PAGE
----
Article
Field metabolic rate (FMR) is a holistic measure of metabolism representing the routine energy utilization of a species living within a specific ecological context, thus providing insight into its ecology, fitness and resilience to environmental stressors. For animals which cannot be easily observed in the wild, FMR can also be used in concert with dietary data to quantitatively assess their role as consumers, improving understanding of the trophic linkages that structure food webs and allowing for informed management decisions. Here we modeled the FMR of Greenland sharks (Somniosus microcephalus) equipped with biologger packages or pop-up archival satellite tags (PSATs) in two coastal inlets of Baffin Island (Nunavut) using metabolic scaling relationships for mass, temperature and activity. We estimated that Greenland sharks had an overall mean FMR of 21.67±2.30 mgO2h−1kg−0.84 (n=30; 1-4 day accelerometer package deployments) while residing inside these cold-water fjord systems in the late summer, and 25.48±0.47 mgO2h−1kg−0.84 (n=6; PSATs) over an entire year. When considering prey consumption rate, an average shark in these systems (224kg) requires a maintenance ration of 61-193g of fish or marine mammal prey daily. As a lethargic polar species, these low FMR estimates, and corresponding prey consumption estimates suggest Greenland sharks require very little energy to sustain themselves under natural conditions. These data provide the first characterization of the energetics and consumer role of this vulnerable and understudied species in the wild, essential given growing pressures from climate change and expanding commercial fisheries in the Arctic.
... rostratus (Risso, 1827). The most well-studied species within the genus is the Greenland shark S. microcephalus, which is distributed in the North Atlantic and adjacent Arctic with a wide vertical distribution range from the surface to the deep sea and a maximum habitat depth of 2992 m (Watanabe et al., 2012;Mecklenburg et al., 2018). The species reaches up to 375 cm in total length (TL) for males and 550 cm TL for females (Mecklenburg et al., 2018). ...
... The swimming speed of the Greenland sharks has been analysed using several different techniques. Watanabe et al. (2012) measured it using data loggers attached to shark bodies. The sharks cruised at 0.34 m s −1 with a tail-beat frequency of 0.15 Hz, both of which were the lowest values across all fish species, adjusted for their size; reportedly, the swimming performance of Greenland sharks was limited by cold waters (∼2°C) (Watanabe et al., 2012). ...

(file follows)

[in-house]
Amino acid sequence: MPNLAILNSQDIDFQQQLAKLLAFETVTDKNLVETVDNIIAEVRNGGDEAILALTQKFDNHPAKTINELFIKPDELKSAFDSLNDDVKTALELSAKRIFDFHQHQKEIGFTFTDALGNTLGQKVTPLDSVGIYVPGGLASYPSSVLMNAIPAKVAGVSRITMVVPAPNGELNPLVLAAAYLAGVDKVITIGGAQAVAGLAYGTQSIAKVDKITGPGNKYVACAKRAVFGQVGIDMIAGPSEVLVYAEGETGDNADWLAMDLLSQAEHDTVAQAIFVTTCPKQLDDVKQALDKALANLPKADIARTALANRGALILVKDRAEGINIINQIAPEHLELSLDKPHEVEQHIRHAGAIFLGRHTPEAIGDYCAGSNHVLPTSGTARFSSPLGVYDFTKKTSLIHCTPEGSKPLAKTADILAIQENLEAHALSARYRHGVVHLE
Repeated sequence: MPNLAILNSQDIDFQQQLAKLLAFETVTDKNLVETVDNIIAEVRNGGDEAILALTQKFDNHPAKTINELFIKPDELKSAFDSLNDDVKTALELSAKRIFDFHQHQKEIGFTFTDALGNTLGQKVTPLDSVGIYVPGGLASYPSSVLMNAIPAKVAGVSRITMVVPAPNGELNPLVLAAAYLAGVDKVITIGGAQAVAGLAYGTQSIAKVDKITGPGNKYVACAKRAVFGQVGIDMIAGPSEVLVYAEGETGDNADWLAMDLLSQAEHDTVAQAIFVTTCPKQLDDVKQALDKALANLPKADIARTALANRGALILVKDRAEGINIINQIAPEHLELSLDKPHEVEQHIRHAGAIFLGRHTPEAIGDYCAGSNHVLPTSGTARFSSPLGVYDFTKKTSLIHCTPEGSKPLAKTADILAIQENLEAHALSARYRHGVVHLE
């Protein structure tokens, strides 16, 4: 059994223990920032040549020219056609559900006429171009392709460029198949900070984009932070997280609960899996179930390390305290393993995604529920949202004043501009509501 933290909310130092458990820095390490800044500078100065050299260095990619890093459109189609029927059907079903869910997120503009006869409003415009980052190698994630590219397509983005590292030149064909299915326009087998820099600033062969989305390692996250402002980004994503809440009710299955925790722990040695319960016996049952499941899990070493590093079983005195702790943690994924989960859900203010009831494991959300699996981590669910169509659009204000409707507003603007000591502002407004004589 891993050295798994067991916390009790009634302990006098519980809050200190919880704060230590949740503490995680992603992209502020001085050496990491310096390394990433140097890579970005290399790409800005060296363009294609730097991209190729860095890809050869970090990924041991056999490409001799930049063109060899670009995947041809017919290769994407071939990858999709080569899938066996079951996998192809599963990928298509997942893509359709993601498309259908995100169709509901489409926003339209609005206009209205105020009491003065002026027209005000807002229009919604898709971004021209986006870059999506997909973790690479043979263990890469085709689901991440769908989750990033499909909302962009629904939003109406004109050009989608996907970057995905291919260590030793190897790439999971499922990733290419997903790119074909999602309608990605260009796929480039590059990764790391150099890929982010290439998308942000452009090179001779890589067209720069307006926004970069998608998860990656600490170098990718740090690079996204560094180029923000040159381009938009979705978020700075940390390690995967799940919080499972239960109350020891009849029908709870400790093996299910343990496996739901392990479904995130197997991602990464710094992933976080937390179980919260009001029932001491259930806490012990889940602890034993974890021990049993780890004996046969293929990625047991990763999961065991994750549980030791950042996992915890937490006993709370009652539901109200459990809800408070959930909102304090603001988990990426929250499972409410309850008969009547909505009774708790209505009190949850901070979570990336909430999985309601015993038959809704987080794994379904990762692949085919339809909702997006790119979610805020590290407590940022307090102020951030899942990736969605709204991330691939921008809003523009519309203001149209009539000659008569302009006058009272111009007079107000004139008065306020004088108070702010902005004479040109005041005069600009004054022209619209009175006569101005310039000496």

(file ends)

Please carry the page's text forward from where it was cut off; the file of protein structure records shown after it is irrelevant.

... Watanabe et al. (2012) measured it using data loggers attached to shark bodies. The sharks cruised at 0.34 m s −1 with a tail-beat frequency of 0.15 Hz, both of which were the lowest values across all fish species, adjusted for their size; reportedly, the swimming performance of Greenland sharks was limited by cold waters (∼2°C) (Watanabe et al., 2012). The swimming speed of Greenland sharks was also estimated from video analyses, which showed the average swimming speed of 0.27 m s −1 (SD = 0.07; range 0.15-0.42 ...
Article
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The Pacific sleeper shark Somniosus pacificus is one of the largest predators in deep Suruga Bay, Japan. A single individual of the sleeper shark (female, ~300 cm in total length) was observed with two baited camera systems deployed simultaneously on the deep seafloor in the bay. The first arrival was recorded 43 min after the deployment of camera #1 on 21 July 2016 at a depth of 609 m. The shark had several remarkable features, including the snout tangled in a broken fishing line, two torn anteriormost left-gill septums, and a parasitic copepod attached to each eye. The same individual appeared at camera #2, which was deployed at a depth of 603 m, ~37 min after it disappeared from camera #1 view. Finally, the same shark returned to camera #1 ~31 min after leaving camera #2. The distance between the two cameras was 436 m, and the average groundspeed and waterspeed of the shark were 0.21 and 0.25 m s ⁻¹ , respectively, which were comparable with those of the Greenland shark Somniosus microcephalus (0.22–0.34 m s ⁻¹ ) exhibiting the slowest comparative swimming speed among fish species adjusted for size. The ambient water temperature of the Pacific sleeper shark was 5.3 °C, which is considerably higher than that of the Greenland shark (~2 °C). Such a low swimming speed might be explained by the ‘visual interactions hypothesis’, but it is not a consequence of the negative effects of cold water on their locomotor organs.
... One important aspect that has not yet been very well studied is the swimming capabilities of deep-sea sharks. The swimming capability of an organism in the ocean has essential implications in survival behaviors such as hunting, escaping, migrating, and mating (Watanabe et al., 2012;Wilson et al., 2005). Swimming capability will also largely dictate the home range of a species (Sainte-Marie and Hargrave, 1987). ...
... Shadwick et al. (2016) split the swimming speeds of fishes into two main types: The first is linked to burst activitieswhen fishes reach their maximum velocity quickly during hunting or escaping behaviors. The second is linked to cruise activities, and is used by fishes to travel long distances during the most common locomotion activities such as foraging, dispersal, locating a mate or circadian migration (Ryan et al., 2015;Watanabe et al., 2012). ...